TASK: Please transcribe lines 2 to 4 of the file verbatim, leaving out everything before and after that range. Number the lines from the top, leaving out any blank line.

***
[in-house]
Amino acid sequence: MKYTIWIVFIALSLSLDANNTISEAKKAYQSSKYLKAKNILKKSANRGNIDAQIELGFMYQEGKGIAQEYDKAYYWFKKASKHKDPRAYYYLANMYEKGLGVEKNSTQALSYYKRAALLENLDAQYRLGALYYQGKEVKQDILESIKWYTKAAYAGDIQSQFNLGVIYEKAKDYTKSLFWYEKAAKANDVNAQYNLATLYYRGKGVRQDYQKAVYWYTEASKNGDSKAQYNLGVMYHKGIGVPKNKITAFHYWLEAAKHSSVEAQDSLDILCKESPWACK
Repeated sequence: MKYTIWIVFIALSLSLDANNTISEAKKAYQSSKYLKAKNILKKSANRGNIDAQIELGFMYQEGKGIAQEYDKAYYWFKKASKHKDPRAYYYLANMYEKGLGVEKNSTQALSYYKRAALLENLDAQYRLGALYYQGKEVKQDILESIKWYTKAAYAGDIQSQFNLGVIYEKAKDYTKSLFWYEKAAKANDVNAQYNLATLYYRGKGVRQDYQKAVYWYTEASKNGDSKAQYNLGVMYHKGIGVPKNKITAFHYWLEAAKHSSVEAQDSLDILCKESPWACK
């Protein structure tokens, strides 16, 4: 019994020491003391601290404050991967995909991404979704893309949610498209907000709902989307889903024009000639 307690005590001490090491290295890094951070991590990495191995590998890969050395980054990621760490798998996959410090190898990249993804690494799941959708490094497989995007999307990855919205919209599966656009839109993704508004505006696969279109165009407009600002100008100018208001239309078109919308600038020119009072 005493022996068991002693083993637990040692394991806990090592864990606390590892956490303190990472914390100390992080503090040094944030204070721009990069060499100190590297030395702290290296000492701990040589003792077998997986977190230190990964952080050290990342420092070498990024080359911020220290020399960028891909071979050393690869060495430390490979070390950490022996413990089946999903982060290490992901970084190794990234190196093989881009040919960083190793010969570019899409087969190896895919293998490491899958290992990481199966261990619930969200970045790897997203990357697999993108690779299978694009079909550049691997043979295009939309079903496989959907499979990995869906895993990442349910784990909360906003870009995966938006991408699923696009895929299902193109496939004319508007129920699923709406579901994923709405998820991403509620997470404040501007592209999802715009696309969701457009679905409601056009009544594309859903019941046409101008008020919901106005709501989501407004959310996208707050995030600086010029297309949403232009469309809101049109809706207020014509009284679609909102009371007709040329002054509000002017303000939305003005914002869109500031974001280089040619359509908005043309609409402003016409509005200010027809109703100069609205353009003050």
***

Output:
Amino acid sequence: MKYTIWIVFIALSLSLDANNTISEAKKAYQSSKYLKAKNILKKSANRGNIDAQIELGFMYQEGKGIAQEYDKAYYWFKKASKHKDPRAYYYLANMYEKGLGVEKNSTQALSYYKRAALLENLDAQYRLGALYYQGKEVKQDILESIKWYTKAAYAGDIQSQFNLGVIYEKAKDYTKSLFWYEKAAKANDVNAQYNLATLYYRGKGVRQDYQKAVYWYTEASKNGDSKAQYNLGVMYHKGIGVPKNKITAFHYWLEAAKHSSVEAQDSLDILCKESPWACK
Repeated sequence: MKYTIWIVFIALSLSLDANNTISEAKKAYQSSKYLKAKNILKKSANRGNIDAQIELGFMYQEGKGIAQEYDKAYYWFKKASKHKDPRAYYYLANMYEKGLGVEKNSTQALSYYKRAALLENLDAQYRLGALYYQGKEVKQDILESIKWYTKAAYAGDIQSQFNLGVIYEKAKDYTKSLFWYEKAAKANDVNAQYNLATLYYRGKGVRQDYQKAVYWYTEASKNGDSKAQYNLGVMYHKGIGVPKNKITAFHYWLEAAKHSSVEAQDSLDILCKESPWACK
């Protein structure tokens, strides 16, 4: 019994020491003391601290404050991967995909991404979704893309949610498209907000709902989307889903024009000639 307690005590001490090491290295890094951070991590990495191995590998890969050395980054990621760490798998996959410090190898990249993804690494799941959708490094497989995007999307990855919205919209599966656009839109993704508004505006696969279109165009407009600002100008100018208001239309078109919308600038020119009072 005493022996068991002693083993637990040692394991806990090592864990606390590892956490303190990472914390100390992080503090040094944030204070721009990069060499100190590297030395702290290296000492701990040589003792077998997986977190230190990964952080050290990342420092070498990024080359911020220290020399960028891909071979050393690869060495430390490979070390950490022996413990089946999903982060290490992901970084190794990234190196093989881009040919960083190793010969570019899409087969190896895919293998490491899958290992990481199966261990619930969200970045790897997203990357697999993108690779299978694009079909550049691997043979295009939309079903496989959907499979990995869906895993990442349910784990909360906003870009995966938006991408699923696009895929299902193109496939004319508007129920699923709406579901994923709405998820991403509620997470404040501007592209999802715009696309969701457009679905409601056009009544594309859903019941046409101008008020919901106005709501989501407004959310996208707050995030600086010029297309949403232009469309809101049109809706207020014509009284679609909102009371007709040329002054509000002017303000939305003005914002869109500031974001280089040619359509908005043309609409402003016409509005200010027809109703100069609205353009003050």